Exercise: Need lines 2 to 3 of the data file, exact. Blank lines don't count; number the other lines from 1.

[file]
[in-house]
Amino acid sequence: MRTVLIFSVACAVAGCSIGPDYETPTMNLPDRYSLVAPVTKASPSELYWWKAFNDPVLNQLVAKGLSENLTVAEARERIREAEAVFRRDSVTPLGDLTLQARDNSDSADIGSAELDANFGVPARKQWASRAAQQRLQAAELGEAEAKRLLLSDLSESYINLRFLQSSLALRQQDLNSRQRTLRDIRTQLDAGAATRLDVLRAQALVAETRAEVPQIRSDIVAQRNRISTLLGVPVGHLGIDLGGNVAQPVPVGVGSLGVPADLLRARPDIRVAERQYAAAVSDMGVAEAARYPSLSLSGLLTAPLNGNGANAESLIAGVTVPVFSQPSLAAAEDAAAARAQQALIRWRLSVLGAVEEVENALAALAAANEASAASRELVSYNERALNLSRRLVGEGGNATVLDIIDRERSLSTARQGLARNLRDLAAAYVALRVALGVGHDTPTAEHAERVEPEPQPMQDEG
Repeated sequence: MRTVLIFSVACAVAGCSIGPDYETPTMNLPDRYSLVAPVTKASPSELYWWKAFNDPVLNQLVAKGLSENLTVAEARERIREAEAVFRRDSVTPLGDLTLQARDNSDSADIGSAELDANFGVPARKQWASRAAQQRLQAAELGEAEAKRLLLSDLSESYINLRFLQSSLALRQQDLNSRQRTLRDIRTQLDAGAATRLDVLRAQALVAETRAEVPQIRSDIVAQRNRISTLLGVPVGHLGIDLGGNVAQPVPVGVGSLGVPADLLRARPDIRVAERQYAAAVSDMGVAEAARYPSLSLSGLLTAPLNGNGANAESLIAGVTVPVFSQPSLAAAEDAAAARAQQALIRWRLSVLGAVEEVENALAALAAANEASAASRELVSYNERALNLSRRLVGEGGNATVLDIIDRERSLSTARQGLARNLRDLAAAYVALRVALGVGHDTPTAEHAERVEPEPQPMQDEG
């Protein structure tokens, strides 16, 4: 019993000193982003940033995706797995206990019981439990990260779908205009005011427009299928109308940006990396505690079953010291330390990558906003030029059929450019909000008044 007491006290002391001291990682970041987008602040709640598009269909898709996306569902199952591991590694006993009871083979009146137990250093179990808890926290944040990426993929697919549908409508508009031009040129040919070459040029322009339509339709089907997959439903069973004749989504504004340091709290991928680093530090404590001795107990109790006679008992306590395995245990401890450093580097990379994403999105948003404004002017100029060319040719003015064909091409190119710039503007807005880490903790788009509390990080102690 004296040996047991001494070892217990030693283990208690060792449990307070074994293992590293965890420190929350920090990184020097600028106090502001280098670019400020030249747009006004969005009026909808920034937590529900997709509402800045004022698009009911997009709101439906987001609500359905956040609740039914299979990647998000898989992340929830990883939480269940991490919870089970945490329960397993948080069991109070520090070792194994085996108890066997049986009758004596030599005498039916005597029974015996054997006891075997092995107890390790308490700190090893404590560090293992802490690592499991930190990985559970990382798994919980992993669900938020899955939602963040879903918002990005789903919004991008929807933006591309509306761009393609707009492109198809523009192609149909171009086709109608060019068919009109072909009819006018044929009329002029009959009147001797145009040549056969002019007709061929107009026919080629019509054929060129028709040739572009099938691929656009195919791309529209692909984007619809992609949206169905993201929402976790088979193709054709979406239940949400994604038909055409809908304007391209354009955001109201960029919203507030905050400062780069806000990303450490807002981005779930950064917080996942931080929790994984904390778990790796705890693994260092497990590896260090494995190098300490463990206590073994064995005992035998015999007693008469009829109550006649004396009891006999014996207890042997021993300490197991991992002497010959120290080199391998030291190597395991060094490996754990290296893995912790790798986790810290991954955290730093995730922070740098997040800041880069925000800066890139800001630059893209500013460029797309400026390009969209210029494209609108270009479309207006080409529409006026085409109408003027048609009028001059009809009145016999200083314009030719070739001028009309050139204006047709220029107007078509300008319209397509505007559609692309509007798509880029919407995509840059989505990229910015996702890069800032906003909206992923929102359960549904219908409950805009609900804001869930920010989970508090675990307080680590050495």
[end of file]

Amino acid sequence: MRTVLIFSVACAVAGCSIGPDYETPTMNLPDRYSLVAPVTKASPSELYWWKAFNDPVLNQLVAKGLSENLTVAEARERIREAEAVFRRDSVTPLGDLTLQARDNSDSADIGSAELDANFGVPARKQWASRAAQQRLQAAELGEAEAKRLLLSDLSESYINLRFLQSSLALRQQDLNSRQRTLRDIRTQLDAGAATRLDVLRAQALVAETRAEVPQIRSDIVAQRNRISTLLGVPVGHLGIDLGGNVAQPVPVGVGSLGVPADLLRARPDIRVAERQYAAAVSDMGVAEAARYPSLSLSGLLTAPLNGNGANAESLIAGVTVPVFSQPSLAAAEDAAAARAQQALIRWRLSVLGAVEEVENALAALAAANEASAASRELVSYNERALNLSRRLVGEGGNATVLDIIDRERSLSTARQGLARNLRDLAAAYVALRVALGVGHDTPTAEHAERVEPEPQPMQDEG
Repeated sequence: MRTVLIFSVACAVAGCSIGPDYETPTMNLPDRYSLVAPVTKASPSELYWWKAFNDPVLNQLVAKGLSENLTVAEARERIREAEAVFRRDSVTPLGDLTLQARDNSDSADIGSAELDANFGVPARKQWASRAAQQRLQAAELGEAEAKRLLLSDLSESYINLRFLQSSLALRQQDLNSRQRTLRDIRTQLDAGAATRLDVLRAQALVAETRAEVPQIRSDIVAQRNRISTLLGVPVGHLGIDLGGNVAQPVPVGVGSLGVPADLLRARPDIRVAERQYAAAVSDMGVAEAARYPSLSLSGLLTAPLNGNGANAESLIAGVTVPVFSQPSLAAAEDAAAARAQQALIRWRLSVLGAVEEVENALAALAAANEASAASRELVSYNERALNLSRRLVGEGGNATVLDIIDRERSLSTARQGLARNLRDLAAAYVALRVALGVGHDTPTAEHAERVEPEPQPMQDEG